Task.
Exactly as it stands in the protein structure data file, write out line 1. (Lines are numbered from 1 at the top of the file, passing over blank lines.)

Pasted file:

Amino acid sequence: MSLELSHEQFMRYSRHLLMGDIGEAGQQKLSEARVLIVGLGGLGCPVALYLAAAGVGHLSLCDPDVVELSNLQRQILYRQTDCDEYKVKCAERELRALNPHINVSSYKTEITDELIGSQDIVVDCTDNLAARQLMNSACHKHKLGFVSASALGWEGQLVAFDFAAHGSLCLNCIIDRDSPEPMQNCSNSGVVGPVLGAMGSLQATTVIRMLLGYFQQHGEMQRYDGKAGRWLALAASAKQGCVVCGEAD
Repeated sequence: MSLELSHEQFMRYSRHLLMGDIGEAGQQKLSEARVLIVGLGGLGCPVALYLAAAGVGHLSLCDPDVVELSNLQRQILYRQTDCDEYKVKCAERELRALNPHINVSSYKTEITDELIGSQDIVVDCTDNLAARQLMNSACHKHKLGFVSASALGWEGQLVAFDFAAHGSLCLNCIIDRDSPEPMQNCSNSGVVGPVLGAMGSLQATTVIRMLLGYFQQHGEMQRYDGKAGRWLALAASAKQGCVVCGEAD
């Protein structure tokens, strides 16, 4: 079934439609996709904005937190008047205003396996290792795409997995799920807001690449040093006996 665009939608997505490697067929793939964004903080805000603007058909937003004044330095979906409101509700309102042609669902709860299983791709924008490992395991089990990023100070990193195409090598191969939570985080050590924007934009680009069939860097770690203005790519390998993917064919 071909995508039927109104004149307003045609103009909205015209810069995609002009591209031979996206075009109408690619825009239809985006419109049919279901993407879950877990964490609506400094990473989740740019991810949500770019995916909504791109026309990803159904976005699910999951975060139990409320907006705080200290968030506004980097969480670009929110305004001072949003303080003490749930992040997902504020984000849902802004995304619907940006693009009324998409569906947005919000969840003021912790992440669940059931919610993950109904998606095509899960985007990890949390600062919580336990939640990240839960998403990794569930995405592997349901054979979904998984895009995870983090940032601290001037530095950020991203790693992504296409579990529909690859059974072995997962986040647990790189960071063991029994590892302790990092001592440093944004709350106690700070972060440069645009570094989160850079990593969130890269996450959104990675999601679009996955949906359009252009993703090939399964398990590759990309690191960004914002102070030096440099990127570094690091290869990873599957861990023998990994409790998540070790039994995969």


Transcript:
Amino acid sequence: MSLELSHEQFMRYSRHLLMGDIGEAGQQKLSEARVLIVGLGGLGCPVALYLAAAGVGHLSLCDPDVVELSNLQRQILYRQTDCDEYKVKCAERELRALNPHINVSSYKTEITDELIGSQDIVVDCTDNLAARQLMNSACHKHKLGFVSASALGWEGQLVAFDFAAHGSLCLNCIIDRDSPEPMQNCSNSGVVGPVLGAMGSLQATTVIRMLLGYFQQHGEMQRYDGKAGRWLALAASAKQGCVVCGEAD